• Use your rewards. If your card has a reward system, take full advantage of it. Some may offer cash back that you can use toward your payments. Others may offer gifts and some may earn airline mileage. Most of the time, these rewards have a time limit of when you can claim them. Read your contract. You earned those rewards, so you should cash in on them.

• Remember 30 percent. Keep this number in the back of your mind. It’s the optimum percentage of your credit utilization ratio. This ratio is your total credit available to how much credit you are using. This ratio weighs heavily on your credit score. If the ratio is low, it positively affects your score. If it’s higher than 30 percent, it will bring your credit score down. For example, if your credit limit is $1,000, you should not carry a balance over 30 percent or $300. If later on in years you decide to get another credit card, the combined total of your cards and the balance you have should stay at 30 percent or lower. In other words, if you have a two cards that have a combined total of a $5,000 credit limit, your combined balance should not exceed $1,500.

Michael Camacho is president and chief executive officer of Personal Finance Center. He has more than 20 years of experience in retail banking and at financial institutions in Guam and Hawaii. If there is a topic you’d like Michael to cover, please email him at moneymattersguam@yahoo.com and read past columns at the Money Matters blog at www.moneymattersguam.wordpress.com.

Help! My high balance is hurting my credit score

This was originally published on Monday, October 20, 2014, in the Pacific Daily News.  Click here to subscribe to the PDN.

Question: My credit score is just above average. The reason for this is because of my high balance on my only credit card. I know I need to pay down the balance, but I have also heard there are other ways to improve my score such as closing my account or asking for a lower limit. Are there other ways to improve my score?

Answer: First, let me commend you on understanding what’s hurting your credit score. Many people don’t look at their credit score until they’re in dire straits. It seems that there’s a lot of advice floating around out there on the best ways to improve your credit score when it comes to credit cards. Some may help and others can be very detrimental. My best advice is good old-fashioned personal restraint from using it and paying off the balance. Here are some tips that I’ve heard and why they’re not feasible.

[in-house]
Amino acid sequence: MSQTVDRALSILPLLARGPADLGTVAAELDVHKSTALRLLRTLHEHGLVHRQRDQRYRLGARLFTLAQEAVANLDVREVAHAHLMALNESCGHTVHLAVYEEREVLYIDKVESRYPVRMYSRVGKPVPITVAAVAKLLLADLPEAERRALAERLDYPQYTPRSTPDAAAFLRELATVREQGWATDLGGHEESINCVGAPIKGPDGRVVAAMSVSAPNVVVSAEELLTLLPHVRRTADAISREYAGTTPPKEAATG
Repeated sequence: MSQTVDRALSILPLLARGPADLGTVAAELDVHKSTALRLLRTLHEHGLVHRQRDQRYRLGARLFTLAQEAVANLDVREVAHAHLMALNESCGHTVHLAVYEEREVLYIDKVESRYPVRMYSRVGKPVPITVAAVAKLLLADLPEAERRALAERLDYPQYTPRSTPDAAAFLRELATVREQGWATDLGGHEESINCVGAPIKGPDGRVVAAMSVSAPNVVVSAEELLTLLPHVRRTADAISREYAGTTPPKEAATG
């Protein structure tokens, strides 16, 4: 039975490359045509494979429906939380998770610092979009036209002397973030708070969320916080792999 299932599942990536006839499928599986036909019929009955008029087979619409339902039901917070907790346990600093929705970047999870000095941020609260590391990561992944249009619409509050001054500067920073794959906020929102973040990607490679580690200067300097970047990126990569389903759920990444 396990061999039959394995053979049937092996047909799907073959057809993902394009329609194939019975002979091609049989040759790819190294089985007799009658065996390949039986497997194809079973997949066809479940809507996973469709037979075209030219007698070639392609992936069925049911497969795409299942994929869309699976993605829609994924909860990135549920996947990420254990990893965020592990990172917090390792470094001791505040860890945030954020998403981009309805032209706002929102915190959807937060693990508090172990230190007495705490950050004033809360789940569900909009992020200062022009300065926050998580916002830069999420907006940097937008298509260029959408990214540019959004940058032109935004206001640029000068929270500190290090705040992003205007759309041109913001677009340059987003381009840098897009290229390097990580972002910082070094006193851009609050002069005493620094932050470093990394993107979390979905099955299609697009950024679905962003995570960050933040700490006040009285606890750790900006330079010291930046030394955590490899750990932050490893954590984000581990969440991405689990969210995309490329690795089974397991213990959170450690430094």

•  Closing a credit card. On your credit score, one of the most heavily weighed factors is your balance to credit limit ratio, or how much you owe. This category accounts for 30 percent of your score. Once you pay off a credit card and close it, the credit card issuer can decide if the history of the card remains on your credit score. If they decide to take the credit card off your report, you will lose the history that goes along with it. That would not help your score because credit history accounts for 15 percent of your credit score.

Since this is the only card you have, it might hurt you more than someone who has numerous credit cards. If the credit card issuer leaves the closed account on your report, the history will only stay for 10 years. An account that is open, even with little activity, can stay on your report as long as it stays open.

•  Requesting a lower credit limit. As I mentioned previously, one of the heaviest-weighed factors on your credit score is based on how much you owe. If you cannot pay down your debt but you lower your credit limit, you will increase your balance-to-credit-limit ratio. This would severely hurt your score.

• Opening new credit cards. Because your ratio of the amount you owe to the amount of available credit is so heavily weighed, you’d think that opening more cards to increase your limit would work. Yes, opening more cards will raise your credit limit, but opening more accounts all at once will hurt your score. Each time a credit card issuer opens an account for you, they will look at your credit score. These inquiries will actually lower your score. If you want to increase your credit limit by opening new cards, do so by spacing them out over a few years.

• Not using your card once you pay it off. Once again the ratio of indebtedness to credit limit plays a factor in this decision as well. You should use your card regularly, but in amounts that you can pay off the balance in full on the month it’s due. If there’s no activity within a certain period of time, your card issuer may close it.

• Checking your credit score regularly. When you check your credit score regularly, it won’t hurt your credit score. Inquiries from banks, loaning agencies and credit card issuers will. Credit lenders report to the credit bureaus every 30 days. It’s very smart to stay on top of your credit score.

Michael Camacho is president and chief executive officer of Personal Finance Center. He has more than 20 years of experience in retail banking and at financial institutions in Guam and Hawaii. If there is a topic you’d like Michael to cover, please email him at moneymattersguam@yahoo.com and read past columns at the Money Matters blog at www.moneymattersguam.wordpress.com.